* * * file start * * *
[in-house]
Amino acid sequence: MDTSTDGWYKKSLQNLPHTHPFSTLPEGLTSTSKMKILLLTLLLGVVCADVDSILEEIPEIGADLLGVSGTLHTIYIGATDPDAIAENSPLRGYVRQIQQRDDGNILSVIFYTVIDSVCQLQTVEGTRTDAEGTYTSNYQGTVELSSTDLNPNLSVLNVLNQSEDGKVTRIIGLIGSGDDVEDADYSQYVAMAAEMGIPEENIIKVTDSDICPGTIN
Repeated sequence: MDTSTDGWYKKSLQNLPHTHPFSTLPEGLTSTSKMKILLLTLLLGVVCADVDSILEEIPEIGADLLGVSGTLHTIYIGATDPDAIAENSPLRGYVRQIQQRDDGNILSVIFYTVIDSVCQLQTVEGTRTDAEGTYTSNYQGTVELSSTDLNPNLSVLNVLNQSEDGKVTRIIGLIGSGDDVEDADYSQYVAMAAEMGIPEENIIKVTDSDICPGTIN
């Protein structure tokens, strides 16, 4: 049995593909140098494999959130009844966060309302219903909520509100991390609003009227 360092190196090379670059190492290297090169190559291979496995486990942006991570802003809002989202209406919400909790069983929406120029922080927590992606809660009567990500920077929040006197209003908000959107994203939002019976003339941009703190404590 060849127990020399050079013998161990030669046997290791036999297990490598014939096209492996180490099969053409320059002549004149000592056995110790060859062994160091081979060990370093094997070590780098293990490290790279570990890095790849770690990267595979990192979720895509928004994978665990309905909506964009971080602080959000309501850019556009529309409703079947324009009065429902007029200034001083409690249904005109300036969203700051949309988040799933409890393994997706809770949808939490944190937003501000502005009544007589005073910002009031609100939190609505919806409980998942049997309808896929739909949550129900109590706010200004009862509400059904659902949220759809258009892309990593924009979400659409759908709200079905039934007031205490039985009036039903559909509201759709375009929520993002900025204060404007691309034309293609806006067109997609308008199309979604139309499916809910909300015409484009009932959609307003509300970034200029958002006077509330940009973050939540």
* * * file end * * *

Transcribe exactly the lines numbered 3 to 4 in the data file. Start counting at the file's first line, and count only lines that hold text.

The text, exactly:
Repeated sequence: MDTSTDGWYKKSLQNLPHTHPFSTLPEGLTSTSKMKILLLTLLLGVVCADVDSILEEIPEIGADLLGVSGTLHTIYIGATDPDAIAENSPLRGYVRQIQQRDDGNILSVIFYTVIDSVCQLQTVEGTRTDAEGTYTSNYQGTVELSSTDLNPNLSVLNVLNQSEDGKVTRIIGLIGSGDDVEDADYSQYVAMAAEMGIPEENIIKVTDSDICPGTIN
């Protein structure tokens, strides 16, 4: 049995593909140098494999959130009844966060309302219903909520509100991390609003009227 360092190196090379670059190492290297090169190559291979496995486990942006991570802003809002989202209406919400909790069983929406120029922080927590992606809660009567990500920077929040006197209003908000959107994203939002019976003339941009703190404590 060849127990020399050079013998161990030669046997290791036999297990490598014939096209492996180490099969053409320059002549004149000592056995110790060859062994160091081979060990370093094997070590780098293990490290790279570990890095790849770690990267595979990192979720895509928004994978665990309905909506964009971080602080959000309501850019556009529309409703079947324009009065429902007029200034001083409690249904005109300036969203700051949309988040799933409890393994997706809770949808939490944190937003501000502005009544007589005073910002009031609100939190609505919806409980998942049997309808896929739909949550129900109590706010200004009862509400059904659902949220759809258009892309990593924009979400659409759908709200079905039934007031205490039985009036039903559909509201759709375009929520993002900025204060404007691309034309293609806006067109997609308008199309979604139309499916809910909300015409484009009932959609307003509300970034200029958002006077509330940009973050939540």